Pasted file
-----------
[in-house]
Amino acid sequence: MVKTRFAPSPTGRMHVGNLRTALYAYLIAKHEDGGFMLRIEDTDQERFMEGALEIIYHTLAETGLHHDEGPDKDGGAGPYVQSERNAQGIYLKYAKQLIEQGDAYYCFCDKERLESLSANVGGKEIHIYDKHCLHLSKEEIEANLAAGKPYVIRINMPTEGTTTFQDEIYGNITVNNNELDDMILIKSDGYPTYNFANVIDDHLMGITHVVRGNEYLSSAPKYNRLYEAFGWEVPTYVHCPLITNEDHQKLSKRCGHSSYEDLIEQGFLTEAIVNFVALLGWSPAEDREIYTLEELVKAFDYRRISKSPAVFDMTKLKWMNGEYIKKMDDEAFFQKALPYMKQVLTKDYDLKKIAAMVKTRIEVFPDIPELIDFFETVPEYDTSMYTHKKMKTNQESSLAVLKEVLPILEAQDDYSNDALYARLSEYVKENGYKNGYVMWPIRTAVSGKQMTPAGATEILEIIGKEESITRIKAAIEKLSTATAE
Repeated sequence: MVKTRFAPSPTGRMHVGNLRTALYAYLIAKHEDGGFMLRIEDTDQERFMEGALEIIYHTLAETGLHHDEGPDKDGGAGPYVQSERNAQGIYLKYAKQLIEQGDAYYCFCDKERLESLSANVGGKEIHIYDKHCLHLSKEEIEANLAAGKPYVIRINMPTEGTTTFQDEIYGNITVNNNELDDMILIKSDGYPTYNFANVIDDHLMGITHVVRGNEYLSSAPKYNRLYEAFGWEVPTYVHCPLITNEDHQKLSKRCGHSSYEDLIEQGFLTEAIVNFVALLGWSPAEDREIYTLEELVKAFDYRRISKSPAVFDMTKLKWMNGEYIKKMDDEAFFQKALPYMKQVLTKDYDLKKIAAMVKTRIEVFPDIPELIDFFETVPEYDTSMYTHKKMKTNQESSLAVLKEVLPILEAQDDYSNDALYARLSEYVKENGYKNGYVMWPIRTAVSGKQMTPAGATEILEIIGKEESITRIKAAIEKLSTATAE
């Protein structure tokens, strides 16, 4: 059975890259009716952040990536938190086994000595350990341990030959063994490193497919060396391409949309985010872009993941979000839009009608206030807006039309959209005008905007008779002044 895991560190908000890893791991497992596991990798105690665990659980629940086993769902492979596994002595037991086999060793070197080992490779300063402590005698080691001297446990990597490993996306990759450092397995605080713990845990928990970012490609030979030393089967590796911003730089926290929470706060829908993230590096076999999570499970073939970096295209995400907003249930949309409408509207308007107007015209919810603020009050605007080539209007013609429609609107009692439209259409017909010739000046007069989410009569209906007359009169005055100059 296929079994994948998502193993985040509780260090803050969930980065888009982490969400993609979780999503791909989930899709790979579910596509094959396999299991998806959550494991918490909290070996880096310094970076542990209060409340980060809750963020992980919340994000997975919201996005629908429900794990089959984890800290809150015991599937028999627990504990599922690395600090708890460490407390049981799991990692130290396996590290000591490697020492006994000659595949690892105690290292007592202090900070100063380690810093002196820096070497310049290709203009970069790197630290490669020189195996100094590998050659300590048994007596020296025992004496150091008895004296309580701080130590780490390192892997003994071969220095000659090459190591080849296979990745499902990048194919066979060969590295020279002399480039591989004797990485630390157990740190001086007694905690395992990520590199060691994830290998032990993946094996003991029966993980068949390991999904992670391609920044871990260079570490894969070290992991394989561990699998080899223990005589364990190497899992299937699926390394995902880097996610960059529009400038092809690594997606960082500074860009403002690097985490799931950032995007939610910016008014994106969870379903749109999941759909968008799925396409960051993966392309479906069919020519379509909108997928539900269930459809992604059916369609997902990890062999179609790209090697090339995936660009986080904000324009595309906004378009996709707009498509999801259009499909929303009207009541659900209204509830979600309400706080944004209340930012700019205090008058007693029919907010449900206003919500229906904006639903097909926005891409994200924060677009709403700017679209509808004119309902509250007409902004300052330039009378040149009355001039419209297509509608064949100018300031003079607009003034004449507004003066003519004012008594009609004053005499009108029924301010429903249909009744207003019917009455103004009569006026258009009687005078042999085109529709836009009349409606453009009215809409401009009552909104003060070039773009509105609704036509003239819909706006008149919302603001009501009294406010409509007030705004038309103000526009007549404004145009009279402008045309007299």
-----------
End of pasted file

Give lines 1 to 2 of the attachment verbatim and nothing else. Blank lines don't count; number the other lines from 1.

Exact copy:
[in-house]
Amino acid sequence: MVKTRFAPSPTGRMHVGNLRTALYAYLIAKHEDGGFMLRIEDTDQERFMEGALEIIYHTLAETGLHHDEGPDKDGGAGPYVQSERNAQGIYLKYAKQLIEQGDAYYCFCDKERLESLSANVGGKEIHIYDKHCLHLSKEEIEANLAAGKPYVIRINMPTEGTTTFQDEIYGNITVNNNELDDMILIKSDGYPTYNFANVIDDHLMGITHVVRGNEYLSSAPKYNRLYEAFGWEVPTYVHCPLITNEDHQKLSKRCGHSSYEDLIEQGFLTEAIVNFVALLGWSPAEDREIYTLEELVKAFDYRRISKSPAVFDMTKLKWMNGEYIKKMDDEAFFQKALPYMKQVLTKDYDLKKIAAMVKTRIEVFPDIPELIDFFETVPEYDTSMYTHKKMKTNQESSLAVLKEVLPILEAQDDYSNDALYARLSEYVKENGYKNGYVMWPIRTAVSGKQMTPAGATEILEIIGKEESITRIKAAIEKLSTATAE